With his Sunday night Oscar win, composer Robert Lopez nailed down a stunning achievement — he became the first person in history to EGOT twice. For the uninitiated, an artist gets an EGOT (it’s both a noun and a verb) when they attain a quadfecta of wins: an Emmy Award, a Grammy Award, an Oscar and a Tony Award.
As People magazine reported in 2017, the term’s first appearance was in a 1984 interview with Miami Vice actor Philip Michael Thomas, who had the four letters engraved on a gold necklace (Thomas hasn’t yet won any of the necessary four awards). An EGOT is, according to People magazine, “the grand slam of show business” and to date, only 12 stars have accomplished the feat. That small crew includes legends like Audrey Hepburn, Rita Moreno and Mel Brooks. Winning all four awards is rare — but, as of Sunday night, Robert Lopez, at only 43, has done it twice.
So who is this double grand-slammer? If you haven’t heard Robert Lopez’s name, you’ve certainly heard his work. Lopez and his collaborative partner (and wife), lyricist Kristen Anderson-Lopez, were responsible for the blockbuster soundtrack to Disney’s 2013 hit Frozen — including the ubiquitous “Let it Go.” It was that song that earned Lopez and Anderson-Lopez an Oscar in 2014 and which granted Lopez the honor of being the youngest person ever to EGOT — he was 38 at the time.
Lopez, a native New Yorker, went to Yale, where he majored in English. After college, he got by through taking temp jobs, eventually moving back in with his parents while he completed the BMI Lehman Engel Musical Theatre Workshop for songwriters. It was there that he met his future wife and writing partner — and where he began working on Avenue Q, the Broadway show that would win him his first Tony.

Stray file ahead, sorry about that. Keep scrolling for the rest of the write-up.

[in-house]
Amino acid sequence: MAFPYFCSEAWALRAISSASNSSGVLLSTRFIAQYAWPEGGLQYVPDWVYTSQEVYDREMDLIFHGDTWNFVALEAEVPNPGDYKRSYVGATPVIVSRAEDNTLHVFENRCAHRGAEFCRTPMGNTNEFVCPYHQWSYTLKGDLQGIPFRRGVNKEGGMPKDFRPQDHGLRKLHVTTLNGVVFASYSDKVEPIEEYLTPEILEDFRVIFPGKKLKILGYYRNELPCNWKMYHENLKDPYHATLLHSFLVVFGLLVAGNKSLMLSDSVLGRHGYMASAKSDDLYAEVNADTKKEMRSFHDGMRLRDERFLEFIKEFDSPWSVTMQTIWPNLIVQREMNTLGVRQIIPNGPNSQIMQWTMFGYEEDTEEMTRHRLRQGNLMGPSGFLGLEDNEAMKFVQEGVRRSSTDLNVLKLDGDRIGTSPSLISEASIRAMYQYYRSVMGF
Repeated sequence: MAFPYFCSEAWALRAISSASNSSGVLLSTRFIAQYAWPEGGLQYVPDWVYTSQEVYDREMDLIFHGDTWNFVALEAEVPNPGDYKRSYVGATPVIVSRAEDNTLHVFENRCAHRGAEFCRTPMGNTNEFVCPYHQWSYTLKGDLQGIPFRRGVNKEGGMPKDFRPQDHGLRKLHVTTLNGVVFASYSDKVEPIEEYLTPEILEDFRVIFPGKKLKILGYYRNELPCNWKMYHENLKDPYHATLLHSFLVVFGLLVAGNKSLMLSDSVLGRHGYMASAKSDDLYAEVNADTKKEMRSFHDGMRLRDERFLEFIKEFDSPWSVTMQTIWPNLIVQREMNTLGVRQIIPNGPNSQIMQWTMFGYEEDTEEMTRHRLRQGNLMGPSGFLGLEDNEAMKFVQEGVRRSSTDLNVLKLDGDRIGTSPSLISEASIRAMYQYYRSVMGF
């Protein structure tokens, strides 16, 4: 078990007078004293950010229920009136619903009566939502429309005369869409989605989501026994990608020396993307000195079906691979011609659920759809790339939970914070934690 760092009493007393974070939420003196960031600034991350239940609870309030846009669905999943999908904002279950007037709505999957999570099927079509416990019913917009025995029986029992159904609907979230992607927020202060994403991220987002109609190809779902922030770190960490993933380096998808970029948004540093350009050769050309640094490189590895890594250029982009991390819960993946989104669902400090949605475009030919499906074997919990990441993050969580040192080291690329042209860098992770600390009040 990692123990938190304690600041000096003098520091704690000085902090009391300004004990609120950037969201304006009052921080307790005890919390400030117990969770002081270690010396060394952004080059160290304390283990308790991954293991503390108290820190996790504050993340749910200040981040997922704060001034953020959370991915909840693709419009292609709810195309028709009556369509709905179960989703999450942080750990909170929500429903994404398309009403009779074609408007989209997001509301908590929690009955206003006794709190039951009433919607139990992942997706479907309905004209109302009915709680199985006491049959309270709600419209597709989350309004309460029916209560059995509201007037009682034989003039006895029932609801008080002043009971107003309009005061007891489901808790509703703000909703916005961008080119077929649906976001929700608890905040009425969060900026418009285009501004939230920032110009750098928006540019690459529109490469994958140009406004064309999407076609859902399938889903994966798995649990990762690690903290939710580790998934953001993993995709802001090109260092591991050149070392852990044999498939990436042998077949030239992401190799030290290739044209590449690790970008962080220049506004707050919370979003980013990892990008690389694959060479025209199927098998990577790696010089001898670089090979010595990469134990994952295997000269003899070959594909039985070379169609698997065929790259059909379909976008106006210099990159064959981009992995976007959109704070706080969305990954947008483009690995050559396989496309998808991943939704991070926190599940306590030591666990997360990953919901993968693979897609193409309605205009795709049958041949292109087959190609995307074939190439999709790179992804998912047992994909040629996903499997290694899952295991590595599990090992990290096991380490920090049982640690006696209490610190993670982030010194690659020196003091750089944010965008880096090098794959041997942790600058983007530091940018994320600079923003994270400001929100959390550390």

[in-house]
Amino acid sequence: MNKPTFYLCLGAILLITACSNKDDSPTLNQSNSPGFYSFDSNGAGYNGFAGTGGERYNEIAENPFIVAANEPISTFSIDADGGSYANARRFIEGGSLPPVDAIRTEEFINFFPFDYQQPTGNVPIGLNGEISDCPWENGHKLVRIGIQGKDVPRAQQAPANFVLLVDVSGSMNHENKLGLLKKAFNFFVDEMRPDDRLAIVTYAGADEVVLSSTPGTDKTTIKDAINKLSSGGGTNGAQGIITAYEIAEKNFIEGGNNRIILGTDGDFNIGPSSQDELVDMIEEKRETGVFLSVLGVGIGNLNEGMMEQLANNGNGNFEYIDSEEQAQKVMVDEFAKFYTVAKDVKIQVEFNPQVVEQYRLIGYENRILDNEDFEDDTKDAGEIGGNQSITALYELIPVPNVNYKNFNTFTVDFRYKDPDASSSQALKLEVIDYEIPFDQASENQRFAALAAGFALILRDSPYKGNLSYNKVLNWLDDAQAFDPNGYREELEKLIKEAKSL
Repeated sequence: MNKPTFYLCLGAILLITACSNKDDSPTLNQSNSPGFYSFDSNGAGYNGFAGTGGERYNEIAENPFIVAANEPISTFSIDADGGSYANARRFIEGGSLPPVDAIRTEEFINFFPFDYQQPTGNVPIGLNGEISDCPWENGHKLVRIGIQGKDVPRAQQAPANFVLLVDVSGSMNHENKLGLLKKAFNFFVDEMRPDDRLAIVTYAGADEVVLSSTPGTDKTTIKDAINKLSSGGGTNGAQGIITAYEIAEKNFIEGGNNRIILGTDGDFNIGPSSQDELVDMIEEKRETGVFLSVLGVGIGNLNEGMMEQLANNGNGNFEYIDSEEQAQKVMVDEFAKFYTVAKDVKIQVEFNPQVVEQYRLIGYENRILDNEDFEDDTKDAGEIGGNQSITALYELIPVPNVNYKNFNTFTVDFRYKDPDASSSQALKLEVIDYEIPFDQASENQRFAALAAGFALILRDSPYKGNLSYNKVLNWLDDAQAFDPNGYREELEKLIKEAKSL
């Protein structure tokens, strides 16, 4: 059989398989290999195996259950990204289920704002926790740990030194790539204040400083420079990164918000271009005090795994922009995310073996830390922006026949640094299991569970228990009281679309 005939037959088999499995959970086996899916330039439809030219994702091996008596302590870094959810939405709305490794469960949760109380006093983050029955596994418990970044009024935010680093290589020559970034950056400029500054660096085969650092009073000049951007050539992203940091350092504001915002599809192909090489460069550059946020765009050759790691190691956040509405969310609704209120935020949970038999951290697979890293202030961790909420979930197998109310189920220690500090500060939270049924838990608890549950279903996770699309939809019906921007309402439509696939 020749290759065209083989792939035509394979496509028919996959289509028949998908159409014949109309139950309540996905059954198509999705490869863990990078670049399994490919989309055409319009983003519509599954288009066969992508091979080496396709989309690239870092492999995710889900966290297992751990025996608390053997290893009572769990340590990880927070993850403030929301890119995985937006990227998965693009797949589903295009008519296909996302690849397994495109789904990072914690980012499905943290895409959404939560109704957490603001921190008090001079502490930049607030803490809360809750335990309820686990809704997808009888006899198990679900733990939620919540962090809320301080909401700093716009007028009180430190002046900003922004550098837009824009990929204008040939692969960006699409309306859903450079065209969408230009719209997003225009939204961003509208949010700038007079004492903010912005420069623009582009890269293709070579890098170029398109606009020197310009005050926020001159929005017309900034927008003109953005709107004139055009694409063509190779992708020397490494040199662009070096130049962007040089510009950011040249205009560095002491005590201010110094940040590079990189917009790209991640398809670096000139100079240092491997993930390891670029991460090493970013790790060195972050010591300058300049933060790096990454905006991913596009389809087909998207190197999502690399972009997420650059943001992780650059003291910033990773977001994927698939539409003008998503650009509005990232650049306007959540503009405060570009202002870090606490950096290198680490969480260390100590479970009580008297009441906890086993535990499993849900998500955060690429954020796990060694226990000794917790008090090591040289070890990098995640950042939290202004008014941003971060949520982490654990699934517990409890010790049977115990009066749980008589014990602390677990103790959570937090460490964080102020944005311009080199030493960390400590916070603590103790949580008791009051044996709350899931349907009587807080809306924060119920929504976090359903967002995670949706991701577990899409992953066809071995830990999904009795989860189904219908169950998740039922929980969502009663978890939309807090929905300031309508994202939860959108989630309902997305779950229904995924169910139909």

Lopez earned his two EGOTs with his 2004 Tony for Avenue Q, two Daytime Emmys in 2008 and 2010 for his songs in the animated children’s show Wonder Pets, two more Tonys in 2011 for The Book of Mormon, a 2012 Grammy for the soundtrack to The Book of Mormon and two more Grammys in 2015 for his work on Frozen. Those Grammys, along with his two Oscars, were won with Anderson-Lopez, which puts her halfway to EGOT status. The two aren’t “exclusive” writing partners and do work with other collaborators, according to a 2013 interview in USA Today.
Sunday night’s Oscars, which cemented Lopez’ historic double-EGOT, was fun for the whole family — the couple brought their two daughters to the ceremony as their dates for the evening.
Going into the Oscars night that would add yet another gold statuette to his collection, Lopez said he was much less nervous than his first time hitting the awards show circuit. In a February interview with Vanity Fair, Lopez said, “The first time, we were white-knuckling it through these different events filled with famous people and all of this crazy, fancy stuff. We’ve been through it once before, so we kind of know what to expect and are able to relax a little bit.” If he was relaxed before the Oscars, Lopez must be positively zen after his second mega-win.